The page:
Fate and effect of quaternary ammonium antimicrobial compounds on biological nitrogen removal within high-strength wastewater treatment systems

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Hajaya, Malek Ghaleb
Pavlostathis, Spyros G.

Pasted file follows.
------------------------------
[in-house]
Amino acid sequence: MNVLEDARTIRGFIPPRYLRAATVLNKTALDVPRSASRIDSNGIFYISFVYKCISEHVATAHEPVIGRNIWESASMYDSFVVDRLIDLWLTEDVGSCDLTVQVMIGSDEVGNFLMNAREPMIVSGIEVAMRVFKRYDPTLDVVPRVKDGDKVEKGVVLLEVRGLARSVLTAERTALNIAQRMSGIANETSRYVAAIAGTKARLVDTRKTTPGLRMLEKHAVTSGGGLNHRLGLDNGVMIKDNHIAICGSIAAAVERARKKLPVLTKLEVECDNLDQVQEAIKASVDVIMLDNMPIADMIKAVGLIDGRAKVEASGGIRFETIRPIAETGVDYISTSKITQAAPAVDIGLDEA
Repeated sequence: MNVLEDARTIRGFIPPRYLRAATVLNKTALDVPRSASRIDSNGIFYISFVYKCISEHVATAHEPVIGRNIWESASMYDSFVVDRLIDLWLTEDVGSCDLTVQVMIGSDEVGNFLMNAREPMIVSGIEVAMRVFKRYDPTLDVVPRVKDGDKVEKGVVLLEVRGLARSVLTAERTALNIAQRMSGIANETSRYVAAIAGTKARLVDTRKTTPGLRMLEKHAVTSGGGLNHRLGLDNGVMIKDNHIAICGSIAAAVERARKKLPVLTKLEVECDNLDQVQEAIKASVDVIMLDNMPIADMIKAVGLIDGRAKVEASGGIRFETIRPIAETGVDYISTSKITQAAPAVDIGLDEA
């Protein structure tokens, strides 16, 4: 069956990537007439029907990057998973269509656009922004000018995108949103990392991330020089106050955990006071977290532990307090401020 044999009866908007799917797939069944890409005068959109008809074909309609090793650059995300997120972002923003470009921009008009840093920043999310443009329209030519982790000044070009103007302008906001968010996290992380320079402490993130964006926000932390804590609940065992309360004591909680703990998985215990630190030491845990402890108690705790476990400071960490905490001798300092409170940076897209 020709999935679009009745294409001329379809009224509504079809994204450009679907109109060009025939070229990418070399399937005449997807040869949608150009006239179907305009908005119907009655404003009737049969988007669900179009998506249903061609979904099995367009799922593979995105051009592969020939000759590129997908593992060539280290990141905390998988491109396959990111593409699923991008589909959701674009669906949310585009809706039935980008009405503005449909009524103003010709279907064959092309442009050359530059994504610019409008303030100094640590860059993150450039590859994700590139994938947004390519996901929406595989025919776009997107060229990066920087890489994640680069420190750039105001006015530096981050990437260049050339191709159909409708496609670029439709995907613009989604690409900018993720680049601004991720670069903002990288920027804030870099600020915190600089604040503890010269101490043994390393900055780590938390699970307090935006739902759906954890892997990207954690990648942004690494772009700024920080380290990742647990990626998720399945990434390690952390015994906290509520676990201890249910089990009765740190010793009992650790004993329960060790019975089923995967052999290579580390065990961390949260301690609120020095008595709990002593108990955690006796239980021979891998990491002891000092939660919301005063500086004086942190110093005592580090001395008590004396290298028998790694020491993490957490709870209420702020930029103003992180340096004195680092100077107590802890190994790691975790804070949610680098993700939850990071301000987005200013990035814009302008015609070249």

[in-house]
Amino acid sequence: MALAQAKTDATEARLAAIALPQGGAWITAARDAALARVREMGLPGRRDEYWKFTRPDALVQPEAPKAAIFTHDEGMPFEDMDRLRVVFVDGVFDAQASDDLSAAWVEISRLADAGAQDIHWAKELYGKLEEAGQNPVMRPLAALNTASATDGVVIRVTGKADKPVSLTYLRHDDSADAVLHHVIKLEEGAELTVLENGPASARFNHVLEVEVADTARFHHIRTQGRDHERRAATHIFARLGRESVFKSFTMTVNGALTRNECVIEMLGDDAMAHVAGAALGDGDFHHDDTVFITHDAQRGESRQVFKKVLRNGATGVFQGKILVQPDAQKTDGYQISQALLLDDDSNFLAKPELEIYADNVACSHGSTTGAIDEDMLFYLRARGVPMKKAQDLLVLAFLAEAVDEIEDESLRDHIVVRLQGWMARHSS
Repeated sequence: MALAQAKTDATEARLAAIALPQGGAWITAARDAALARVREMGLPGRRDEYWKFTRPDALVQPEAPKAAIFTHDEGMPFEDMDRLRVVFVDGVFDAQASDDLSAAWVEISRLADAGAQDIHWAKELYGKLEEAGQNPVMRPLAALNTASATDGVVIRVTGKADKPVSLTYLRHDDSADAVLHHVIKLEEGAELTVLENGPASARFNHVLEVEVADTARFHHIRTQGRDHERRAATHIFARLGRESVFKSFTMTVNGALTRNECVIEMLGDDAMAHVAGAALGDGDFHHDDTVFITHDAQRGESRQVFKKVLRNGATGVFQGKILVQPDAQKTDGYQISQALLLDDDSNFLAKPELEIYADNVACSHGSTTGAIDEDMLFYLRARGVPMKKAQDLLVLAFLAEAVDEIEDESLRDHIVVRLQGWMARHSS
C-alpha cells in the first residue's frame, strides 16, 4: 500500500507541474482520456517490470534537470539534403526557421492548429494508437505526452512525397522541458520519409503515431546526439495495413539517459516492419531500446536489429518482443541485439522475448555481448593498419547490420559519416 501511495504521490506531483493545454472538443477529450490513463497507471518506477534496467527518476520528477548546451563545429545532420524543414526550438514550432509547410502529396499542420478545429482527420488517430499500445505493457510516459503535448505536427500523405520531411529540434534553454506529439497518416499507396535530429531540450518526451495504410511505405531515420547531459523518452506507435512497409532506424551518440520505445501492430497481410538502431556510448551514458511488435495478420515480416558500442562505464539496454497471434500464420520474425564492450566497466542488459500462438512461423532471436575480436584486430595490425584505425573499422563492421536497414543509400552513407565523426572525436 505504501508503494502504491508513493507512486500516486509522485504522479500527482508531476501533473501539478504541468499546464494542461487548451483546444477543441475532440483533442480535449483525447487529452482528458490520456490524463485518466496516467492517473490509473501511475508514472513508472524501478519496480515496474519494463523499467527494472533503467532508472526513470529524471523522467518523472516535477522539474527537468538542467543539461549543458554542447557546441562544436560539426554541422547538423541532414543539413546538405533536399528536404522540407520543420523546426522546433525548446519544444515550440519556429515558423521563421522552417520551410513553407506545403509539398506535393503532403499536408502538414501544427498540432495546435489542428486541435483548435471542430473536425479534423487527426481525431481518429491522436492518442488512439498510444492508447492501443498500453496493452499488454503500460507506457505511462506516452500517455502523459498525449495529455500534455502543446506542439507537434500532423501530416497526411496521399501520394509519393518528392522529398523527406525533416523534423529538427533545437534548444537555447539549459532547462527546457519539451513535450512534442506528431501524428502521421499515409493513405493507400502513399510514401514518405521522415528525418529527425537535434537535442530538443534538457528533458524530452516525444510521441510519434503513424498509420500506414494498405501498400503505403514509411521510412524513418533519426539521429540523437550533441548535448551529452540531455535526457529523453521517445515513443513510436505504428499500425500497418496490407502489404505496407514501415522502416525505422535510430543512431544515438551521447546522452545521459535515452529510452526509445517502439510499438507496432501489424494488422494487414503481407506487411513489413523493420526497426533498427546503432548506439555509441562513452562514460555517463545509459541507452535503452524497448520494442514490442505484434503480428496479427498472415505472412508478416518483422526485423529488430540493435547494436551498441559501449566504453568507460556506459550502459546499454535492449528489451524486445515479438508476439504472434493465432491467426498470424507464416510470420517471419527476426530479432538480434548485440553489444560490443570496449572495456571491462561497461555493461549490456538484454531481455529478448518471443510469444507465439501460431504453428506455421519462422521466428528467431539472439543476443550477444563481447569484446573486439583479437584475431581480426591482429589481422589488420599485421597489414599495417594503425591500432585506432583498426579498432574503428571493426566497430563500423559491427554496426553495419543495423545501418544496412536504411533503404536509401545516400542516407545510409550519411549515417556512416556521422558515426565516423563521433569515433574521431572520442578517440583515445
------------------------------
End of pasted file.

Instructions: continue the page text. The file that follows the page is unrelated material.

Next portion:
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High strength wastewater (HSWW) generated in food processing industries is characterized by high organic carbon and nitrogen content, and thus high oxygen demand. Biological nitrogen removal (BNR) is a technology widely used for the treatment of HSWW. Food processing facilities practice sanitation to keep food contact surfaces clean and pathogen-free. Benzalkonium chlorides (BACs) are cationic quaternary ammonium antimicrobial compounds (QACs) common in industrial antimicrobial formulations. BAC-bearing wastewater generated during sanitation applications in food processing facilities is combined with other wastewater streams and typically treated in BNR systems. The poor selectivity and target specificity of the antimicrobial BACs negatively impact the performance of BNR systems due to the susceptibility of BNR microbial populations to BAC. Objectives of the research were: a) assessment and quantification of the inhibitory effect of QACs on the microbial groups, which mediate BNR in HSWW treatment systems while treating QAC-bearing HSWW; b) evaluation of the degree and extent of the contribution of QAC adsorption, inhibition, and biotransformation on the fate and effect of QACs in BNR systems. A laboratory-scale, multi-stage BNR system was continuously fed with real poultry processing wastewater amended with a mixture of three benzalkonium chlorides. The nitrogen removal efficiency initially deteriorated at a BAC feed concentration of 5 mg/L due to complete inhibition of nitrification. However, the system recovered after 27 days of operation achieving high nitrogen removal efficiency, even after the feed BAC concentration was stepwise increased up to120 mg/L. Batch assays performed using the mixed liquors of the BNR system reactors, before, during, and post BAC exposure, showed that the development of BAC biotransformation capacity and the acquisition of resistance to BAC contributed to the recovery of nitrification and nitrogen removal. Kinetic analysis based on sub-models representing BNR processes showed that BAC inhibition of denitrification and nitrification is correlated with BAC liquid-phase and solid-phase concentrations, respectively. Simulations using a comprehensive mathematical BNR model developed for this research showed that BAC degradation and the level of nitrification inhibition by BAC were dynamic brought about by acclimation and enrichment of the heterotrophic and nitrifying microbial populations, respectively. The fate and effect of BACs in the BNR system were accurately described when the interactions between adsorption, inhibition, and resistance/biotransformation were considered within the conditions prevailing in each reactor. This work is the first study on the fate and effect of antimicrobial QACs in a continuous-flow, multi-stage BNR system, and the first study to quantify and report parameter values related to BAC inhibition of nitrification and denitrification. Results of this study enable the rational design and operation of BNR systems for the efficient treatment of QAC-bearing wastewater. The outcome of this research provides information presently lacking, supporting the continuous use of QACs as antimicrobial agents in food processing facilities, when and where needed, while avoiding any negative impacts on biological treatment systems and the environment.
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